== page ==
How to be your own therapist

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Understanding the difference between primary and secondary emotions is an important step in self-healing. This is how therapy helps, says a Joburg psychologist.
Understanding the difference between primary and secondary emotions is an important step in self-healing. This is how therapy helps, says a Joburg psychologist.
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It’s not something that heterosexual men generally talk about – but that’s changing with public figures such as Kid Cudi, Prince Harry and Wayne Brady opening up about their personal battles and seeking therapy. 

The idea of masculinities has been explored in plenty of academic literature and the links between the materiality of romantic relationships, high unemployment and depression have been well documented.

While reluctance to seek help for emotional suffering is not unique to men, harmful ideas about masculinity feed it.

“Research suggests that men are less likely to seek treatment for depression, a serious illness which can be successfully treated,” according to the South African Anxiety and Depression (SADAG)

Men and self-care

Failing businesses and relationships, joblessness, health issues – there’s a lot that can cause “masculine depression”.

“The pressure related to external sources is perceived to be a result of wanting to fit in, and comparison to other men where success becomes an important attribute, and attaining such an attribute solidifies one’s masculinity," UKZN public health academic Thabile Mthethwa writes.

The researcher found in her study that male participants “perceived stressed in men as deriving from external societal pressures and individual pressure respectively" and men were not seeking out help enough.

“Health seeking and promoting behaviours are perceived to be affiliated with constructs associated with traditional femininity, such as caring,” according to Mthethwa.

“This caring in men is misinterpreted as weakness therefore resulting in men opting to mask their emotional affliction because this affliction has been perceived to be inconsistent with their gender.”

Read more | Skeem Saam actor confesses on Instagram – ‘The reason for my wife’s depression is me’

What you can do for yourself

A reluctance to seek therapy among may be partly attributed to patriarchy, explains clinical psychologist Nevern Subermoney, who tells Drum there’s a 30/70 split among his own clients – with women being the majority.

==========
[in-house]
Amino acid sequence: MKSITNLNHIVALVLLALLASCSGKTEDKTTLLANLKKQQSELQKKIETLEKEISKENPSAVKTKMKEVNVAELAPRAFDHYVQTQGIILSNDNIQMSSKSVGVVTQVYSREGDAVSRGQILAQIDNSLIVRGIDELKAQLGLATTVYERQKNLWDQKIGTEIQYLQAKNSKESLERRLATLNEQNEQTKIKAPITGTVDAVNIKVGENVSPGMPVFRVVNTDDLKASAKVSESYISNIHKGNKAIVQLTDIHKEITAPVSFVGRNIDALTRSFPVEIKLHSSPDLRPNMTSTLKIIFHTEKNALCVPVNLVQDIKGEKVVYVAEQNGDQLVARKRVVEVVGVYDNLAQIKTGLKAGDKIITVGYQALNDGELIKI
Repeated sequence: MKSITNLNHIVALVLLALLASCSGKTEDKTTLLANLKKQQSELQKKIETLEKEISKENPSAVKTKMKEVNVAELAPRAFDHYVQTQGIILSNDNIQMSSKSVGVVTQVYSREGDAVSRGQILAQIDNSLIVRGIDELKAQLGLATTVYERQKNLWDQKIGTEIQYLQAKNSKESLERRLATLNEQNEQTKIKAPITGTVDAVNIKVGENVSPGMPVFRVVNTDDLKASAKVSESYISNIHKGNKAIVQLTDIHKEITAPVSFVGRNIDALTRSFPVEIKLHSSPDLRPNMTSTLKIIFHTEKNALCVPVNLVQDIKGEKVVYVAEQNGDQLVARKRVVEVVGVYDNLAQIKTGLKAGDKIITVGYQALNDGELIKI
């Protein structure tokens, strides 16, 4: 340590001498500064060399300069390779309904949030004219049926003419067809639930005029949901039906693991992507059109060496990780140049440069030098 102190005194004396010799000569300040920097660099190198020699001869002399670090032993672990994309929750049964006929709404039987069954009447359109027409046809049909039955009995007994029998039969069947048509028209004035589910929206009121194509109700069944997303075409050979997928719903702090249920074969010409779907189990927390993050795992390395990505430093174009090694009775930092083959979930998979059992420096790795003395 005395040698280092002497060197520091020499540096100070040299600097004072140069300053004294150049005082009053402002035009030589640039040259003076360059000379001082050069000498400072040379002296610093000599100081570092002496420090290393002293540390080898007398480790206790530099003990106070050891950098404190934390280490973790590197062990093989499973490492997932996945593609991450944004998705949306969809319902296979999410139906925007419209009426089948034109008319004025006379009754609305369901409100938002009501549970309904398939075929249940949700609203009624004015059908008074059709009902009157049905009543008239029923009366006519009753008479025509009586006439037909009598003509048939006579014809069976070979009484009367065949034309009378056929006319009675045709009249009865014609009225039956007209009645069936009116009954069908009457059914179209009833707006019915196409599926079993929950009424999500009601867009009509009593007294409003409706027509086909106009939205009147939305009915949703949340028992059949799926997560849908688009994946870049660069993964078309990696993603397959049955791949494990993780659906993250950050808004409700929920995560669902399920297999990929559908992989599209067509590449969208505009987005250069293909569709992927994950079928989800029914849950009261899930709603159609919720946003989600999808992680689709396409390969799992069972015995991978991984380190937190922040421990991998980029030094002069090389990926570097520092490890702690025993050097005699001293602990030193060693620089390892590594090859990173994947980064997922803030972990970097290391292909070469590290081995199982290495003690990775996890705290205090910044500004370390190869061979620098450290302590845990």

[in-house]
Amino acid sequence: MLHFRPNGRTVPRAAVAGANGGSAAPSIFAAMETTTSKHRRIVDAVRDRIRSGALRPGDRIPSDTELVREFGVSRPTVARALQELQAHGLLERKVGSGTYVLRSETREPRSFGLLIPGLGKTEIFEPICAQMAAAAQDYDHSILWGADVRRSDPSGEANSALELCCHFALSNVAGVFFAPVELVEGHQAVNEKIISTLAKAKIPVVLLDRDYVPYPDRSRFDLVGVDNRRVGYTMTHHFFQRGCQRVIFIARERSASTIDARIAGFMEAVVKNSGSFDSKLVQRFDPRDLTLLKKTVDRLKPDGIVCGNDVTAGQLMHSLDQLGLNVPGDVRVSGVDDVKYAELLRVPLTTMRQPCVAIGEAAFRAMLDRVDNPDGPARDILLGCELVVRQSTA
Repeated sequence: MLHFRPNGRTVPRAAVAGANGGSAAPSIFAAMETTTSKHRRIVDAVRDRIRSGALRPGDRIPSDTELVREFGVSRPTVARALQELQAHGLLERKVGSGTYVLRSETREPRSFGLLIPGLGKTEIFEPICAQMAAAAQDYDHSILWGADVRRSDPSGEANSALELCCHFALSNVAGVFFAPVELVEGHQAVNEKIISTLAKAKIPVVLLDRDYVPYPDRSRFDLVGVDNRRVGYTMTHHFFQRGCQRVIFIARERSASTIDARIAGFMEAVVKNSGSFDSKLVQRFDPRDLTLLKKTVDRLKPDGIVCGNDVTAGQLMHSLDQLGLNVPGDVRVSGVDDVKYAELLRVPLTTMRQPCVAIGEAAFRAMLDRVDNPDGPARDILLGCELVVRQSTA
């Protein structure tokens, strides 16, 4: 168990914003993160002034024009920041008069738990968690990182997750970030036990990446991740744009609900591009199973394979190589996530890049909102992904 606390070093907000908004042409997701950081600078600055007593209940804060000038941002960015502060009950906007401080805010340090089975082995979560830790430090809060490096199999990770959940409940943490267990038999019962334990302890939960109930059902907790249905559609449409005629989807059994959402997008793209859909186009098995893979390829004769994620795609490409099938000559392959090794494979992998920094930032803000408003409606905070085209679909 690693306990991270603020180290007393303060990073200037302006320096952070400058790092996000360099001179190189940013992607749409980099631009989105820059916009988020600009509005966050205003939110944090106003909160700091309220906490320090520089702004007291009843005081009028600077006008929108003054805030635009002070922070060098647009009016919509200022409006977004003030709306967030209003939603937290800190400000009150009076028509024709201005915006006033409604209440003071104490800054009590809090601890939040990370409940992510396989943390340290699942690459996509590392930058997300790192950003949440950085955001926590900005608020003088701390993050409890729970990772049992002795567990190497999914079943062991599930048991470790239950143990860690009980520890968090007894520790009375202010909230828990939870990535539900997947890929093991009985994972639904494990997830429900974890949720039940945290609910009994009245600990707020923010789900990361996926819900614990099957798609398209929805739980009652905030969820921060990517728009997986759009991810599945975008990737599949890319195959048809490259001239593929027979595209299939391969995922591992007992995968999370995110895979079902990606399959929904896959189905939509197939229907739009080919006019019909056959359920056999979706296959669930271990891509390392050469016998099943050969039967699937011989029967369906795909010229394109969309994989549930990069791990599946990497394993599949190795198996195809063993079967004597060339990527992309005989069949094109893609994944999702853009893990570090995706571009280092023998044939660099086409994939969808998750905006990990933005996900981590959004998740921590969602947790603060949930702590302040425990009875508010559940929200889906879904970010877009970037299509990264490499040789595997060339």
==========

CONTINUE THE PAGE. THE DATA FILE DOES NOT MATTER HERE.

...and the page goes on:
Women tend to internalise their emotions, says the Johannesburg-based psychologist, while men often externalise then.

A feeling like anger, for instance, is a secondary emotion, which is why many men experiencing emotional anguish might express aggression or violence, while many women experience more complex primary emotions, such as fear or sadness.

This is also why women are more likely to suffer from anxiety disorders, while men might often exhibit external disorders, he explains. 

Read more | Suicide is the 4th leading cause of death in youth aged 15-29 – here’s how you can save your child

Being able to identify the emotion one feels is vital, explains Subermoney, who uses an integrative approach to psychotherapy. “The aim is to help the patient understand which technique works best for them,” he says. That’s the first step towards self-healing.

This is how you can be your own therapist, he says:

Men are four times more likely to commit suicide than women, according to the SADAG, which noted an alarming increase in reports of men contemplating taking their own lives since lockdown started last year.

“Suicide rates are also high among vulnerable groups who experience discrimination, such as refugees and migrants; indigenous peoples; lesbian, gay, bisexual, transgender, intersex (LGBTI) persons; and prisoners," according to the Word Health Organisation(WHO).

“By far the strongest risk factor for suicide is a previous suicide attempt."

For help, visit the South African Anxiety and Depression (SADAG) website or call the Suicide Crisis Line on 0800 567 567.


Additional sources: WHO, SADAG, UKZN

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